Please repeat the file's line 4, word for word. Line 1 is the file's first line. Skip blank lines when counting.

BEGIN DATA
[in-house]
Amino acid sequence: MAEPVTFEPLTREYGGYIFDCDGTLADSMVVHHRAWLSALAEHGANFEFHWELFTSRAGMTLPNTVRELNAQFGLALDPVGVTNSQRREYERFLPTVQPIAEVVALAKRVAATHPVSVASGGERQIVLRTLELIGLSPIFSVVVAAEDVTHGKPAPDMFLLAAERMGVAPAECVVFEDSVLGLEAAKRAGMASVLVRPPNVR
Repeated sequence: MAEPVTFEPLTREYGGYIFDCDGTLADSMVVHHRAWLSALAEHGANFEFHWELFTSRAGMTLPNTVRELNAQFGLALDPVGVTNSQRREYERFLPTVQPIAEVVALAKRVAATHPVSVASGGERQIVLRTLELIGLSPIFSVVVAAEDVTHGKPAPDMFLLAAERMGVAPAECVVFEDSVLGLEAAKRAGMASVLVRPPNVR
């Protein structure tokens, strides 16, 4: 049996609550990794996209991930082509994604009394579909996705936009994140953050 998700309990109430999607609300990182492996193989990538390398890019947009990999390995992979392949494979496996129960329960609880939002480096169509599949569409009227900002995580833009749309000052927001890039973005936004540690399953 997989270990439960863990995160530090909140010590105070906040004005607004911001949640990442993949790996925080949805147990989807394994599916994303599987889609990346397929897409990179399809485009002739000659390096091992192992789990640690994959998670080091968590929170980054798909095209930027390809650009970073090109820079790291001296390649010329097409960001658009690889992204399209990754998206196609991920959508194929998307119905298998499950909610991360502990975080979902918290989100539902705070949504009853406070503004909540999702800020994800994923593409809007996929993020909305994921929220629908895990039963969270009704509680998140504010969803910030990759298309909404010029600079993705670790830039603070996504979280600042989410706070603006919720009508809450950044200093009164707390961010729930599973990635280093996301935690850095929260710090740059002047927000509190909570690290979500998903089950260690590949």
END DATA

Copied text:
């Protein structure tokens, strides 16, 4: 049996609550990794996209991930082509994604009394579909996705936009994140953050 998700309990109430999607609300990182492996193989990538390398890019947009990999390995992979392949494979496996129960329960609880939002480096169509599949569409009227900002995580833009749309000052927001890039973005936004540690399953 997989270990439960863990995160530090909140010590105070906040004005607004911001949640990442993949790996925080949805147990989807394994599916994303599987889609990346397929897409990179399809485009002739000659390096091992192992789990640690994959998670080091968590929170980054798909095209930027390809650009970073090109820079790291001296390649010329097409960001658009690889992204399209990754998206196609991920959508194929998307119905298998499950909610991360502990975080979902918290989100539902705070949504009853406070503004909540999702800020994800994923593409809007996929993020909305994921929220629908895990039963969270009704509680998140504010969803910030990759298309909404010029600079993705670790830039603070996504979280600042989410706070603006919720009508809450950044200093009164707390961010729930599973990635280093996301935690850095929260710090740059002047927000509190909570690290979500998903089950260690590949």